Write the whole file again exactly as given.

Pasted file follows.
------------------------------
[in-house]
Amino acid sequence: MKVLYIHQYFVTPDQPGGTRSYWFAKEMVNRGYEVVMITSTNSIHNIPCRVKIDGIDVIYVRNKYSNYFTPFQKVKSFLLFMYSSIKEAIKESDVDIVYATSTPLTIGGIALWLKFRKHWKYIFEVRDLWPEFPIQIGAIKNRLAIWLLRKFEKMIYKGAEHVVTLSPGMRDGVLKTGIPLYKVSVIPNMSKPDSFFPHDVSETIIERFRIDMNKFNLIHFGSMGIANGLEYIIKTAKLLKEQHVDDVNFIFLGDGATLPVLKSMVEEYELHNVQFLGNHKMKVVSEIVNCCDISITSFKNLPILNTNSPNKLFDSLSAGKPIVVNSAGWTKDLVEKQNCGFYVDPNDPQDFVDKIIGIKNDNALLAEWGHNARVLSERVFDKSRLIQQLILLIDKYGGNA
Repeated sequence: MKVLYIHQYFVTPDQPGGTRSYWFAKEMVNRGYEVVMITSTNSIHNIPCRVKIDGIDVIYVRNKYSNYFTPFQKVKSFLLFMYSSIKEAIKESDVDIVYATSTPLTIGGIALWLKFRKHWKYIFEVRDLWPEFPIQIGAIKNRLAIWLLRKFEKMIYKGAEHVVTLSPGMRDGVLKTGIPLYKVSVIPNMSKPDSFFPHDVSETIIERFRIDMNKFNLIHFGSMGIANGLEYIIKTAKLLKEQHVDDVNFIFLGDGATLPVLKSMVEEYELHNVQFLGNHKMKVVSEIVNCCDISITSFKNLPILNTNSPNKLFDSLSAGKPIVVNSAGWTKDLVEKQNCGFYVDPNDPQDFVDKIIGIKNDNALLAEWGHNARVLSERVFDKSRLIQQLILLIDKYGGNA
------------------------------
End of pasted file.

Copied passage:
[in-house]
Amino acid sequence: MKVLYIHQYFVTPDQPGGTRSYWFAKEMVNRGYEVVMITSTNSIHNIPCRVKIDGIDVIYVRNKYSNYFTPFQKVKSFLLFMYSSIKEAIKESDVDIVYATSTPLTIGGIALWLKFRKHWKYIFEVRDLWPEFPIQIGAIKNRLAIWLLRKFEKMIYKGAEHVVTLSPGMRDGVLKTGIPLYKVSVIPNMSKPDSFFPHDVSETIIERFRIDMNKFNLIHFGSMGIANGLEYIIKTAKLLKEQHVDDVNFIFLGDGATLPVLKSMVEEYELHNVQFLGNHKMKVVSEIVNCCDISITSFKNLPILNTNSPNKLFDSLSAGKPIVVNSAGWTKDLVEKQNCGFYVDPNDPQDFVDKIIGIKNDNALLAEWGHNARVLSERVFDKSRLIQQLILLIDKYGGNA
Repeated sequence: MKVLYIHQYFVTPDQPGGTRSYWFAKEMVNRGYEVVMITSTNSIHNIPCRVKIDGIDVIYVRNKYSNYFTPFQKVKSFLLFMYSSIKEAIKESDVDIVYATSTPLTIGGIALWLKFRKHWKYIFEVRDLWPEFPIQIGAIKNRLAIWLLRKFEKMIYKGAEHVVTLSPGMRDGVLKTGIPLYKVSVIPNMSKPDSFFPHDVSETIIERFRIDMNKFNLIHFGSMGIANGLEYIIKTAKLLKEQHVDDVNFIFLGDGATLPVLKSMVEEYELHNVQFLGNHKMKVVSEIVNCCDISITSFKNLPILNTNSPNKLFDSLSAGKPIVVNSAGWTKDLVEKQNCGFYVDPNDPQDFVDKIIGIKNDNALLAEWGHNARVLSERVFDKSRLIQQLILLIDKYGGNA